[ASC-media] La Trobe University Receives Grand Challenges Explorations Grant for ground breaking research in Global Health and Development - from Bill & Melinda Gates Foundation

MediaWise mediawise at mediawise.net.au
Thu May 23 03:56:31 CEST 2013


La Trobe University Receives Grand Challenges Explorations Grant for ground
breaking research in Global Health and Development

Melbourne,  ­ La Trobe University announced today that it is a Grand
Challenges Explorations winner, an initiative funded by the Bill & Melinda
Gates Foundation.
 
Dr Warwick Grant, Associate Professor in La Trobe University¹s Department of
Genetics will pursue an innovative global health and development research
project, titled river blindness (Project title: A small animal model to
validate onchocerca macrofilaricides).
 
Grand Challenges Explorations (GCE) funds individuals worldwide to explore
ideas that can break the mould in how we solve persistent global health and
development challenges.  Dr Grant¹s project is one of the Grand Challenges
Explorations Round 10 grants announced today by the Bill & Melinda Gates
Foundation.
  
To receive funding, Dr Grant and other Grand Challenges Explorations Round
10 winners demonstrated in a two-page online application a bold idea in one
of four critical global heath and development topic areas that included
agriculture development, neglected tropical diseases and communications.
Applications for the next Round
<http://www.grandchallenges.org/GrantOpportunities/Pages/default.aspx>  will
be accepted starting September 2013. 
 
Over 120 million people are at risk from river blindness chronic
debilitating parasitic condition, termed a Œdisease of poverty¹ by the World
Health Organisation. Caused by a worm that is transmitted by a tiny
blood-sucking fly that bites humans, the adult worms live more than 15 years
in lumps under the skin and produce millions of baby worms that crawl around
in people¹s skin and eyes, causing skin disease and eventual blindness in
many people.
 
Dr Grant will screen candidate drugs to replace ivermectin, the drug that
has been used successfully in a mass distribution campaign by the WHO over
the past 25 years in Africa, preventing 40 million people from being
infected with the parasitic worm.
 
His Œproof of concept¹ research will focus on developing a new method for
evaluating the effectiveness of drugs that might be able to kill adults and
eradicate this disease.
 
About Grand Challenges Explorations
Grand Challenges Explorations is a US$100 million initiative funded by the
Bill & Melinda Gates Foundation.  Launched in 2008, over 800 people in more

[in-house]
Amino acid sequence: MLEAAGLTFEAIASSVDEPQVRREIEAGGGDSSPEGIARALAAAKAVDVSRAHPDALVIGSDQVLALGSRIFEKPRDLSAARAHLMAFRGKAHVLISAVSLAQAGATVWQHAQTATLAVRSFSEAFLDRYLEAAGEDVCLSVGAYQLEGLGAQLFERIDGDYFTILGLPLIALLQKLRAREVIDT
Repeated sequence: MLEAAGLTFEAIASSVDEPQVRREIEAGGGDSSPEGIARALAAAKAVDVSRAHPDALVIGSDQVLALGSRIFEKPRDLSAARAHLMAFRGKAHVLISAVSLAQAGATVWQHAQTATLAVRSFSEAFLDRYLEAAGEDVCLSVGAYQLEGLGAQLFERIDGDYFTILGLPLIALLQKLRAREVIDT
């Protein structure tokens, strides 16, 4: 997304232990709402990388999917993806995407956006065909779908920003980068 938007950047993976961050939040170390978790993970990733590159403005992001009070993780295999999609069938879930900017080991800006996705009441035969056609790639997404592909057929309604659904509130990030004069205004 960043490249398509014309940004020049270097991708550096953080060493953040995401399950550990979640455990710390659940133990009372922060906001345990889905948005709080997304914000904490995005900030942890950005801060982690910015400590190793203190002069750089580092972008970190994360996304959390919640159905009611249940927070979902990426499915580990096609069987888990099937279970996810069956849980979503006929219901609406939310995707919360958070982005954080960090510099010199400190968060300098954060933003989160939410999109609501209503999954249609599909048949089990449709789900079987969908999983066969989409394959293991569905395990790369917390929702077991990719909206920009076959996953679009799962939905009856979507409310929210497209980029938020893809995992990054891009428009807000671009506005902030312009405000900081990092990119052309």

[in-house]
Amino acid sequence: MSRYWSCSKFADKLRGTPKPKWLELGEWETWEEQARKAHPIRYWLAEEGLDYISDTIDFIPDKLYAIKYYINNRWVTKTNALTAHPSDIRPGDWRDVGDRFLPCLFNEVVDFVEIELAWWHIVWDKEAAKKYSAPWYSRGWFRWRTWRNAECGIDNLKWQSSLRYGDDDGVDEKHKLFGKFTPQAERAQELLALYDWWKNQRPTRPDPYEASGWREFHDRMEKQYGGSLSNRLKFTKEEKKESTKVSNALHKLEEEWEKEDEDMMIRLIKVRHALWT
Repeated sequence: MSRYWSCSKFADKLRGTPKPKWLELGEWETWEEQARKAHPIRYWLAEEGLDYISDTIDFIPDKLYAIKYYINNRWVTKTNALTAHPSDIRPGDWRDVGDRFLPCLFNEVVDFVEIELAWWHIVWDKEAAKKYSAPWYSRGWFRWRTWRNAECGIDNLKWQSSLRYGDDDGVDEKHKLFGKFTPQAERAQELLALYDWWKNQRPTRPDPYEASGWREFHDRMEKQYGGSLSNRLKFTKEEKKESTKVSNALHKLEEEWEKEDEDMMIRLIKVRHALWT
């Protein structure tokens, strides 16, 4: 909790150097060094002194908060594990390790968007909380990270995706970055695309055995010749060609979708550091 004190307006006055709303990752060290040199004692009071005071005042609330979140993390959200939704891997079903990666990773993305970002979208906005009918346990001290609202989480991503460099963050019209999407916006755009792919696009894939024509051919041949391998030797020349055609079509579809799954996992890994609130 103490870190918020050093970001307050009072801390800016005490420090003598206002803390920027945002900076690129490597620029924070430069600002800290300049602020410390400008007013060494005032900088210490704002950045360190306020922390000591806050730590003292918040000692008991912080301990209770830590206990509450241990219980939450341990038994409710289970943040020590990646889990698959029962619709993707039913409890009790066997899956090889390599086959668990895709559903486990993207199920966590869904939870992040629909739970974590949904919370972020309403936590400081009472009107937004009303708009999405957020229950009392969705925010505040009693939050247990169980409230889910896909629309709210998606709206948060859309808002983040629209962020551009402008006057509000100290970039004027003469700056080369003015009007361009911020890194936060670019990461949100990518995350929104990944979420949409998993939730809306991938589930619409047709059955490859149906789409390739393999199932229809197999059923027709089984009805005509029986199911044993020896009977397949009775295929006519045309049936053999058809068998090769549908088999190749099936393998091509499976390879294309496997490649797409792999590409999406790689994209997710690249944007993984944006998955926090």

than 50 countries have received Grand Challenges Explorations grants.  The
grant program is open to anyone from any discipline and from any
organization.  The initiative uses an agile, accelerated grant-making
process with short two-page online applications and no preliminary data
required.  Initial grants of US$100,000 are awarded two times a year.
Successful projects have the opportunity to receive a follow-on grant of up
to US$1 million.
 
About La Trobe University
La Trobe is a globally recognised university that aims to address issues
fundamental to the future of human societies and their environments. We are
consistently ranked among the top 500 universities in the world and are
ranked in the global top 50 universities under 50 years old. The 2012
Excellence in Research for Australia (ERA) rankings places us third in
Victoria for overall research quality and impact, number one in the nation
for research in Microbiology and equal top in other areas of research. Our
recently articulated ŒFuture Ready¹ objectives are set to elevate us even
further in Australian and world rankings.

Background
Dr Grant, Associate Professor in La Trobe University¹s Department of
Genetics, will use the Gates Foundation grant to screen candidate drugs to
replace ivermectin, the drug that has been used successfully in a mass
distribution campaign by the WHO over the past 25 years in Africa,
preventing 40 million people from being infected with the parasitic worm.
 
Ivermectin prevents disease by killing juvenile worms, but it does not kill
adult worms, and many rounds of treatment ivermectin treatment are required
before adult worms eventually die and transmission stops. It also cannot be
used in areas where there is potential co-infection with other parasites.
 
ŒGiven that the worms can live for more than 15 years in a person and that
although ivermectin can prevent disease it does not kill the adult worms
already in patients, new drugs that can kill the adult are crucial for
eventual eradication of the disease,¹ said Dr Grant.
 
His Œproof of concept¹ research will focus on developing a new method for
evaluating the effectiveness of drugs that might be able to kill adults and
eradicate this disease.
 
Currently there are no laboratory models available upon which to test new
drugs. Dr Grant intends to such a model in laboratory rats infected with a
similar parasite to determine levels of toxicity and effectiveness.
 
The search for new drugs is particularly urgent because of growing concern
about the potential of resistance to ivermectin.
 
ŒWithout new drugs that can kill adult worms, multiple treatments with
ivermectin need to keep working effectively for at least another ten to 15
years across the continent to allow enough time for the current generation
of adult worms to die and for parasite transmission to stop.¹ said Dr Grant.
 
ŒThis research, funded by the Gates Foundation, is a wonderful example of La
Trobe University engaging with global partners to make a difference in the
world,¹ said Vice-Chancellor Professor John Dewar.

-- 
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